“People are being given a small space in Jantar Mantar that is barricaded on both sides,” a merchant seaman participating in the protest told the Times of India.
“The protest has clearly been hijacked by political groups such as [the BJP's student wing] Akhil Bharatiya Vidyarthi Parishad, [the Congress' student wing] National Students Union of India, [the newly formed] Aam Aadmi Party and [yoga guru turned would-be kingmaker] Baba Ramdev.”
The trouble with that kind of hijacking, however, is it’s almost certain to backfire.

No Surprise

No surprise that somewhere, somehow I would address the recent horrific gang rape in India--at least one of the cases reported and receiving the attention needed to lead towards change.  In some ways the victim has unknowingly become a much needed point for change.  The two reports below are minimized compared to reading the daily paper in India--disappointing so.  What were the decisions leading up to her intestines being removed?  Why does a country the size of India not have adequate facility to care for someone, so she needed to be flown 6 hours to Singapore in a very precarious state?  The cardiac arrest was on the flight that led to the brain edema?  There has been speculation that the "sending the problem away" was political.  Oh my--I hope not.  Where does human decency begin and end?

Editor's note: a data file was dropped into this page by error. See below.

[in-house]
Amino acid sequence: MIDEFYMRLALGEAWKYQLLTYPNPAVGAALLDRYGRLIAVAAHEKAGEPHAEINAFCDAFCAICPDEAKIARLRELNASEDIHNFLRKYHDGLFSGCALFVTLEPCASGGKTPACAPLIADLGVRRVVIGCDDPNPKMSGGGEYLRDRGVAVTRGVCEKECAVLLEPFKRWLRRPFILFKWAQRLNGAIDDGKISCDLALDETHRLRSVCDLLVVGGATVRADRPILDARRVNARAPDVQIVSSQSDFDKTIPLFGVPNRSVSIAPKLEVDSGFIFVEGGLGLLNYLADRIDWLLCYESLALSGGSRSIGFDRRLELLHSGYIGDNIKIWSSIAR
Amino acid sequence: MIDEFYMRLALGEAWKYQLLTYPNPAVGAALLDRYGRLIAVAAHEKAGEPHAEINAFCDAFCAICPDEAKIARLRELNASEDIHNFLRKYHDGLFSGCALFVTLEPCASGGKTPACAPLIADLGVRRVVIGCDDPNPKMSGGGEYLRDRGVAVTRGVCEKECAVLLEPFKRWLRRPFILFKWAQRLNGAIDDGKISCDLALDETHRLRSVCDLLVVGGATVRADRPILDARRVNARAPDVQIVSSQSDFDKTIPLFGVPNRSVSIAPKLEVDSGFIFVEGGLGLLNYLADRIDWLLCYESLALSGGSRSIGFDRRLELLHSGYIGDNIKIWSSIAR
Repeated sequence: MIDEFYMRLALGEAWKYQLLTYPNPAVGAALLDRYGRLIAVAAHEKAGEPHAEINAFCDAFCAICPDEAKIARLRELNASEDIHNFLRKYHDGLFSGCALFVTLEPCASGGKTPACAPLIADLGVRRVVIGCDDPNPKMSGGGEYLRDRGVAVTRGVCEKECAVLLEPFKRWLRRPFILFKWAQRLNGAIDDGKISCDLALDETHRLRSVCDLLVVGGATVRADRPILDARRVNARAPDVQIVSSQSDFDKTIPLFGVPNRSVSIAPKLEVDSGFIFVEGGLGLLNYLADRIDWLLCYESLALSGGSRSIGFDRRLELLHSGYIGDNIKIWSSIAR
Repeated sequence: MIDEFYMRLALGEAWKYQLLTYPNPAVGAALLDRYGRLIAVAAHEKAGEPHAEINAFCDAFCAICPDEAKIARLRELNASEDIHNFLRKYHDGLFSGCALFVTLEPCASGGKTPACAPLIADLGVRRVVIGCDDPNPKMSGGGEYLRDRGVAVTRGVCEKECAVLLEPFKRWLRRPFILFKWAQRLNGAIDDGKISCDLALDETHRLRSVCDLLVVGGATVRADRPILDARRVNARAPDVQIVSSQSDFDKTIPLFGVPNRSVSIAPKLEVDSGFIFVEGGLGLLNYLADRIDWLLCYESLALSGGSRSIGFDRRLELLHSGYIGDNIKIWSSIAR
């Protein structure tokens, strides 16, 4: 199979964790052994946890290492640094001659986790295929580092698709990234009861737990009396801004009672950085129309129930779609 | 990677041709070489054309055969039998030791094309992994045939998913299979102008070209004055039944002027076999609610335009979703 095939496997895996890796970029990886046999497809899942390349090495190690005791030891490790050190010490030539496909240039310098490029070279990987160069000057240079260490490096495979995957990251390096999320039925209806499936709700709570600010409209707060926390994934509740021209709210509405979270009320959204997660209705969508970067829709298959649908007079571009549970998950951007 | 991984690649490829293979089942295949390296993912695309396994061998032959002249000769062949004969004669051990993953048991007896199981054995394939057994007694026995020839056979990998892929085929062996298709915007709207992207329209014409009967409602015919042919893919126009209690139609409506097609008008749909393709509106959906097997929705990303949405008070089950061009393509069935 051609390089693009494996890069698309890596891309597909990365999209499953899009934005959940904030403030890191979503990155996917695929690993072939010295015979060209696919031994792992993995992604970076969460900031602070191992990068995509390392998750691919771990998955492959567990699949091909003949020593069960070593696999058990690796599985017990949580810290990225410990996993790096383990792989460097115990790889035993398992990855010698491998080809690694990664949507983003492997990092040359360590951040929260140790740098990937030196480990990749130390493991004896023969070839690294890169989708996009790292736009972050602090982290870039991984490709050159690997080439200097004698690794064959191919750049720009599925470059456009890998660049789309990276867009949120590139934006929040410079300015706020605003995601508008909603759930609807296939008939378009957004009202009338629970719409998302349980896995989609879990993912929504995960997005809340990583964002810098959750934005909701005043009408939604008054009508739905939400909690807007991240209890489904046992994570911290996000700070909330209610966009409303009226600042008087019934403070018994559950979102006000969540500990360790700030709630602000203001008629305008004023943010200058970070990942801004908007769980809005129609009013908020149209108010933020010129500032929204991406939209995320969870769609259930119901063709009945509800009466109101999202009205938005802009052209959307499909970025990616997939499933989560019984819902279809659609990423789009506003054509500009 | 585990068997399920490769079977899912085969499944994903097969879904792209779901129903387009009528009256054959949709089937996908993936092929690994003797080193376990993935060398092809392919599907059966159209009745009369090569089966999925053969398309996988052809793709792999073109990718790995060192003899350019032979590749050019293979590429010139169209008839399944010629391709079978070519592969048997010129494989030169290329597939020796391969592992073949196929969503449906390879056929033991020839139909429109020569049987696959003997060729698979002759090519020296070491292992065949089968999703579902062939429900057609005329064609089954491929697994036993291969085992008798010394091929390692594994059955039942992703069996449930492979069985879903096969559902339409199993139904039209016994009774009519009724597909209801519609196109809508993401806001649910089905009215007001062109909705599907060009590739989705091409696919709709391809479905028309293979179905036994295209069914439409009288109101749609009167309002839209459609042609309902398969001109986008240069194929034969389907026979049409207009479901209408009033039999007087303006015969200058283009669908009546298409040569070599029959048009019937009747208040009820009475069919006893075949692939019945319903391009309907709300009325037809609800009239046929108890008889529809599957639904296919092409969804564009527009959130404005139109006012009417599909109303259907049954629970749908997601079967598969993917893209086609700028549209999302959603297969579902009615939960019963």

This issue of respect towards women has been a new area of championing a cause for me.  I have been in the process of examining it while using sticks, stones, and names to assess my now personal experience with it.  For a long time, I was in disbelief that it could really be this bad?  Was I imagining it?  Was I being over reactive coming from a very liberal. multi-cultural lifestyle in California?  Not in the least as demonstrated by this egregious action.

For a week, it has been useful for the fairness factor to step away from my daily walk.  Yes, I walked in other areas and I appeared to go relatively unnoticed other than what gender am I with my unisex dress code.  Jaipur is known for being a conservative city, but rape is endemic everywhere--most goes unreported.

On the trip back to Jaipur, I did some more probing in the airport line and airport bus, the men have no idea how even a look that lasts too long, a look that is not in a way that is respectful of inquiring as a sister or mother is the beginning of the root for disrespect.  When can humans have basic respect?  I was wondering if there was a rulebook available for basic human decency and there are several, but the installment, interpretation, etc. is the challenge.  Pranam to human suffering for motivating the evolution of consciousness.

The strength of this modern day sacrifice sounded remarkable in the reports of her desire to live.  Many would not even have that drive with the memories of the horror. What trips the switch that a group of men become so savage as to repeatedly rape an unconscious woman and then throw her out a moving bus to die?  What inside of a human is so vile and so disconnected that there is selfish pleasure derived from something so brutal, dark, and unfathomable at any level.

Kavita was one being who introduced me to this possibility of an inner light against all odds ( ).  Now I have witnessed the environment for an extended period of time and even marvel more at the resiliency component of humans too.